Question from Tod:
Just bought the new edition of your book (I’ve had the 2nd edition for years now and refer to as my garden bible!). I am trying to go 100% organic in my garden and wanted to ask about fertilizing my Canary Island Date Palm. It’s about 20 ft. tall now and doing well but I have used the Palm spikes in the past. Will mulching and compost do the trick or are there other products out there similar to the non-organic palm spikes? I do have some pygmy palms and use Dr. Earth palm food but wasn’t sure if it would be good for the Canary Isl. Palm. Appreciate your time! You are the best… Thank you, Tod
Answer from Pat:
This is a lovely question and it has two answers, the first answer is a scientific one and the second based on observation and history. First for the answer based on scientific experiments here in America and also in the Mediterranean region and the Near East—particularly Israel and Saudi Arabia—where date palms are extensively grown for their fruit. Even though the edible date palm (Phoenix dactylifera) is a different species from your Canary Island date palm (P. canariensis), the requirements should be similar. Experiments have shown that palm trees are big eaters requiring a balanced fertilizer containing nitrogen, phosphorus, and potassium in roughly equal proportions along with trace elements especially iron, manganese, and magnesium. They also need calcium which is abundant in most of our local soils. When palms lack manganese, leaves shrivel on the ends and bear black stripes. When deficient in magnesium, leaves go brown and the meristem layer stops growing. Palms have been known to die from magnesium deficiency. All good palm fertilizers thus contain trace elements usually with more iron, manganese, and magnesium than others. (Read the labels to make sure.) Additionally, palm trees need fertilizer on a regular basis during growth, thus those growing in sandy soil (as often is true in desert regions) need fertilizing more than once a year during the warm months. This is why many gardeners have used slow-release fertilizers, such as the palm spikes you mention, to stretch out the fertilizing over a longer time span. (Manganese palm spikes are available also.) Fortunately for organic gardeners most organic fertilizers are slow-release by their very nature.
Thus, any good organic fertilizer recommended for palms such as Dr. Earth Palm Food should do the trick, but you may need to use more of it than stated on the label. Another way to go if you wish would be to mix up your own concoction of ingredients. To make your own fertilizers for palms, check this website under “Fertilizers” and see the chart called “Generic Fertilizers and Soil Amendments” for ideas. For example, blood meal provides strong nitrogen (though it is fast acting) and it also contains iron. Palms love it. Seaweed is a good way to provide trace elements and so is humic acid. “John and Bob’s Soil Optimizer” is beneficial to palms–it contains humic acid that releases the iron and other trace elements already existing in clay soil. Products containing mycorrhizal fungi and rhizobia also have been found to be beneficial to palms. Biosol Mix 7-2-3 is among all-purpose organic fertilizers since it contains rhizobia and rock powders, including bentonite for calcium. Rock dusts are one way to provide trace elements to soil that is deficient in specific elements, but it is unwise to add rock dusts without having a soil test by a reputable company to make sure your soil is deficient. In general if a palm is growing at a good clip looks good you can count on the fact you are doing the right thing and it’s getting what it needs.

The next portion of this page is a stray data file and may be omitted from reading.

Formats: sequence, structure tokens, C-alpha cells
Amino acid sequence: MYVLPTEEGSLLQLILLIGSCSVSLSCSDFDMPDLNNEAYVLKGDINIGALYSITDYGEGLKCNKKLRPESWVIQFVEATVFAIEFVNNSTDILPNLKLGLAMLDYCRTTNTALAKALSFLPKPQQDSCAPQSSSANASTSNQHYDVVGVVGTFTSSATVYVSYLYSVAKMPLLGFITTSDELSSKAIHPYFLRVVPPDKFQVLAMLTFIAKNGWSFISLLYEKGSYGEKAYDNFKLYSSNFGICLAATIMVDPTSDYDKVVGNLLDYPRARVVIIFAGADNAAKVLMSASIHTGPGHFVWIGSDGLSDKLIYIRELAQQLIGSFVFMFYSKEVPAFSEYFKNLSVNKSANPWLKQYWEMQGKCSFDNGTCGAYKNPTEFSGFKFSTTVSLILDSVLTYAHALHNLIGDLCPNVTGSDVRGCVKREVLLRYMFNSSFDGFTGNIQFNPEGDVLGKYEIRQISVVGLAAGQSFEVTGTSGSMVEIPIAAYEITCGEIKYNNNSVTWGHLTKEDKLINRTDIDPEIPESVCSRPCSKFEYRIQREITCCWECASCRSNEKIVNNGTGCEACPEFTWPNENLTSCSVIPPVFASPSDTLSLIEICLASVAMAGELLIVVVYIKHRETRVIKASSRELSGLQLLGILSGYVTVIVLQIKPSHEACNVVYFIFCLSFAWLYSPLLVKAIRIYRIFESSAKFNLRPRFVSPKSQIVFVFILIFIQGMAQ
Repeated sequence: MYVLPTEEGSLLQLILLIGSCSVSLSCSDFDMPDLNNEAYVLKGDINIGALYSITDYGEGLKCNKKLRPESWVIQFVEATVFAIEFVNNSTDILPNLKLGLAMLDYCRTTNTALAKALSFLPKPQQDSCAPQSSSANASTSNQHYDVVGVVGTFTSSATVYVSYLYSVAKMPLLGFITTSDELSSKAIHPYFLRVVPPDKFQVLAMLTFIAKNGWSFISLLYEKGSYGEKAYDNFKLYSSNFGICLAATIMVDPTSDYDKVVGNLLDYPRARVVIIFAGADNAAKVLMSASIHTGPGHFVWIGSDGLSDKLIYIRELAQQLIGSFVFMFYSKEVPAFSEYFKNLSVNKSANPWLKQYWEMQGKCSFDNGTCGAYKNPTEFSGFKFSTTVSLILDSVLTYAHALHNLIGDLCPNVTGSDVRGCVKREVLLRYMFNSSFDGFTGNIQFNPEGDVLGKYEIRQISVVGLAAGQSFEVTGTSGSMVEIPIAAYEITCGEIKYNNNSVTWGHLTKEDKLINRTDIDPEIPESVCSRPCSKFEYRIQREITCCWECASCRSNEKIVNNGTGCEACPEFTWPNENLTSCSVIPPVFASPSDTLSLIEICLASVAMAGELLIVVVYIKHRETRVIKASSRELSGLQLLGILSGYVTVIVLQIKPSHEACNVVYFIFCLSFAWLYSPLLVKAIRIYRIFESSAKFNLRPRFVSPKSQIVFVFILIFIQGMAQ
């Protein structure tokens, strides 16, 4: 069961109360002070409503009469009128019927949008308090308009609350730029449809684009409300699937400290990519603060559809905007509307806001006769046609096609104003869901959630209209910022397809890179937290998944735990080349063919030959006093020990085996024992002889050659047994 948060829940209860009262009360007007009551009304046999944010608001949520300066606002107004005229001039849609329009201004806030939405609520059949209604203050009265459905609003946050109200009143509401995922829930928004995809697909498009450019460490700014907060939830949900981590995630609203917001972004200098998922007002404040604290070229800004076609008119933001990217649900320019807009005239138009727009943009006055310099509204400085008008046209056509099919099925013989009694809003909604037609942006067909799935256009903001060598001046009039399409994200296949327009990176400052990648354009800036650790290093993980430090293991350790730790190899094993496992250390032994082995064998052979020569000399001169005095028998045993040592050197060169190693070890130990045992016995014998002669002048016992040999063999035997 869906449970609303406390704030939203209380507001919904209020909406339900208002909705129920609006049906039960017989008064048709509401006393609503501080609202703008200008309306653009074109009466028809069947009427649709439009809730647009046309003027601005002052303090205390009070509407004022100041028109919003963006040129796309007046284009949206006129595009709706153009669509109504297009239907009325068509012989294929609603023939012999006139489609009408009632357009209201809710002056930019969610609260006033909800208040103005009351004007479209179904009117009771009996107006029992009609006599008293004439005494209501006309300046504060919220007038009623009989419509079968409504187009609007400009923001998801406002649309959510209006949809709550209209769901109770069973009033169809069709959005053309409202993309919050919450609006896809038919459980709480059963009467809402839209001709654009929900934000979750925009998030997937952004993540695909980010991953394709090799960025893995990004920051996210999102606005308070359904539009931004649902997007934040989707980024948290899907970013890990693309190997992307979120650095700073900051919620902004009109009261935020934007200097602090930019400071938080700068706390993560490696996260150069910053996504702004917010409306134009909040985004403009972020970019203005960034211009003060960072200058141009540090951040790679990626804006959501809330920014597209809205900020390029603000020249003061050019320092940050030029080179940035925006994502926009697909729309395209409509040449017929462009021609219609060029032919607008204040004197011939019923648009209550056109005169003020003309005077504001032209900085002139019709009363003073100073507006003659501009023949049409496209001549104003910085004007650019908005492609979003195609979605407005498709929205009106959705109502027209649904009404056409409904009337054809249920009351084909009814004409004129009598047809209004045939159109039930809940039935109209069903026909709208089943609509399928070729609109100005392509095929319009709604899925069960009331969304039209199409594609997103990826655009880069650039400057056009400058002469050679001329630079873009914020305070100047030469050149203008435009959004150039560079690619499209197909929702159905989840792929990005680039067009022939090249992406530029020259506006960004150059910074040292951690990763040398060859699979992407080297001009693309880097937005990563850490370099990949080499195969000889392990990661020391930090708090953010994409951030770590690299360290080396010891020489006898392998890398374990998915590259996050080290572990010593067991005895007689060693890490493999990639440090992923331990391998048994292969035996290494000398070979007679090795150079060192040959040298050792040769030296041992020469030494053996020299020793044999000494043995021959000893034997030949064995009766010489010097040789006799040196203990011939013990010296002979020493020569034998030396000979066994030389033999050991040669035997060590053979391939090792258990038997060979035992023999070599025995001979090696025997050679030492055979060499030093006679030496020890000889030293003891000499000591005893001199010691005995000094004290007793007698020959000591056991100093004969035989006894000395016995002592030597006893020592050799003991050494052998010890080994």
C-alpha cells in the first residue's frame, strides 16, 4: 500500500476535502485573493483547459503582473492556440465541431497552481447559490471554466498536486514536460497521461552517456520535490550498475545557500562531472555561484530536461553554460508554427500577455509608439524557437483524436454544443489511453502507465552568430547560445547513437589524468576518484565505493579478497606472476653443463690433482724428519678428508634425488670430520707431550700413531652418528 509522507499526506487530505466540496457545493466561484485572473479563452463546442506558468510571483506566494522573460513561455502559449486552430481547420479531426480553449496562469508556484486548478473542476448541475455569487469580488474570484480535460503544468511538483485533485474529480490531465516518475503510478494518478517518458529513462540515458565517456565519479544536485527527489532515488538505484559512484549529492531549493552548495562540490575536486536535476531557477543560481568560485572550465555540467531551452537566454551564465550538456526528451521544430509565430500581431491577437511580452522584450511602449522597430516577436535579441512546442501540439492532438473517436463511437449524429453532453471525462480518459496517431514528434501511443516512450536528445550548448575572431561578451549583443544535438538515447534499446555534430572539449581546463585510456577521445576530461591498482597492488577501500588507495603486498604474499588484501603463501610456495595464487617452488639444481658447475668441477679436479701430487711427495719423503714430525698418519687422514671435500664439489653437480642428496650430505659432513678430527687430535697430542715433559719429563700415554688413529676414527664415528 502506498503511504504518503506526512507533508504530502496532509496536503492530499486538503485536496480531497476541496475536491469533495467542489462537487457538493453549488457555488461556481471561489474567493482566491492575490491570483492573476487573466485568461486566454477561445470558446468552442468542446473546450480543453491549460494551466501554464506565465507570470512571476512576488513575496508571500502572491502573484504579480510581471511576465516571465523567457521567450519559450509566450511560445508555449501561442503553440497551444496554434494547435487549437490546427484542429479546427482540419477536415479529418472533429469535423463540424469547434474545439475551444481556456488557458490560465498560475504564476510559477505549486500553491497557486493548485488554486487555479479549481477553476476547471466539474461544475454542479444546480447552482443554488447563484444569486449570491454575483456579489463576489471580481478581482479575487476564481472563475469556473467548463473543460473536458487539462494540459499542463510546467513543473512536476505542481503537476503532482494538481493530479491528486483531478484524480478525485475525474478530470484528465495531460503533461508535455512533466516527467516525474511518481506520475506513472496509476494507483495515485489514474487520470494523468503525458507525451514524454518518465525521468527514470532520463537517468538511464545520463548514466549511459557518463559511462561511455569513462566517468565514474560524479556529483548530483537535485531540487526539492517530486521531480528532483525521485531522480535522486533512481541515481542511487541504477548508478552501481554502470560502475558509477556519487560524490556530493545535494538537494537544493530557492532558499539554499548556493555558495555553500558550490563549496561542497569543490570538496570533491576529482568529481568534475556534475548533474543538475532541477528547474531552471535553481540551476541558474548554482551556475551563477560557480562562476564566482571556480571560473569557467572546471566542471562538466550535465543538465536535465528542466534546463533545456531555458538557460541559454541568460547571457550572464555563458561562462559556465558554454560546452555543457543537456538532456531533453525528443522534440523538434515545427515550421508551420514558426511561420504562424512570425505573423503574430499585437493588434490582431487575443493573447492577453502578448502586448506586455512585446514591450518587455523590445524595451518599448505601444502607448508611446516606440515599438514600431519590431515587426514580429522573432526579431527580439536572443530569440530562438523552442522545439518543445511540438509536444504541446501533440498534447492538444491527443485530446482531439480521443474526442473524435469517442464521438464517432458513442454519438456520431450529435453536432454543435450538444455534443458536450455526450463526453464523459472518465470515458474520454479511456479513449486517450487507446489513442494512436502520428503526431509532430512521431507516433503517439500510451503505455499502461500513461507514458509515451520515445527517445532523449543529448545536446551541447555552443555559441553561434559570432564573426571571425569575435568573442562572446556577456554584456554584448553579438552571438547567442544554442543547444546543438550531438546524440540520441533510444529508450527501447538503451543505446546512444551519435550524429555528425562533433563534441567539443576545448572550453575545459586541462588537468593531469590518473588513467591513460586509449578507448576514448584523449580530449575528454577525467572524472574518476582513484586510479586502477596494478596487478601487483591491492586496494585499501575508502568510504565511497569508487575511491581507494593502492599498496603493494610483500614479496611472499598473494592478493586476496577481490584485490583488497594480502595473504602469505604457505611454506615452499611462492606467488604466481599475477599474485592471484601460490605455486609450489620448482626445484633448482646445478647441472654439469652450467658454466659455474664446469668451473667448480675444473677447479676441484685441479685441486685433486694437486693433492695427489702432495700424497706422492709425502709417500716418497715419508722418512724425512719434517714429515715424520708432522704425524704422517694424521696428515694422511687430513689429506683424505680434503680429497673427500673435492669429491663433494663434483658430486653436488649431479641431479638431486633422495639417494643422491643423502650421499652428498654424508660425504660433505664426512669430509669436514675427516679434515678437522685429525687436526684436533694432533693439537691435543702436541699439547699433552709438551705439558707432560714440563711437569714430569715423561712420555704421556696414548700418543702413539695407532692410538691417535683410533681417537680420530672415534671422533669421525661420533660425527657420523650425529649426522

Now to consider manure and compost. Homemade compost teams with beneficial organisms, including rhizobia, and thus it benefits all plants, including palms. Manure is an ancient generic fertilizer for trees of all kinds. Tropical trees in rain forests are fed with droppings of monkeys and whatever other animals roam the forests in which they grow. On the northern hemisphere, we often see herds of cattle, deer, sheep, and other herd animals sheltering under trees. Many of the ancient trees of England doubtless owe their health and size to large number of cow pats one sees under their shady branches. While hiking through England, one may find that the spreading tree on a hilltop that looked like a perfect picnic spot from afar has been rendered inhospitable by a heard of cows that previously thought the same thing. Historic drawings of date palm groves show hundreds of camels sheltering in their shade. While traveling in Africa I once saw a camel market where thousands of camels stood in the shade of date palms as men haggled over prices. Cattle and goats also seek shelter under date palms. Thus it stands to reason the ancient fertilizers for palms were manures just as we can imagine also that cycads (though they are not palms) thrived on dinosaur dung. Thus, in my opinion a layer of horse or other manure spread under the shade of your Canary Island date palm in fall would do no harm and probably would do it a great deal of good as the winter rains washed the goodness into the ground.
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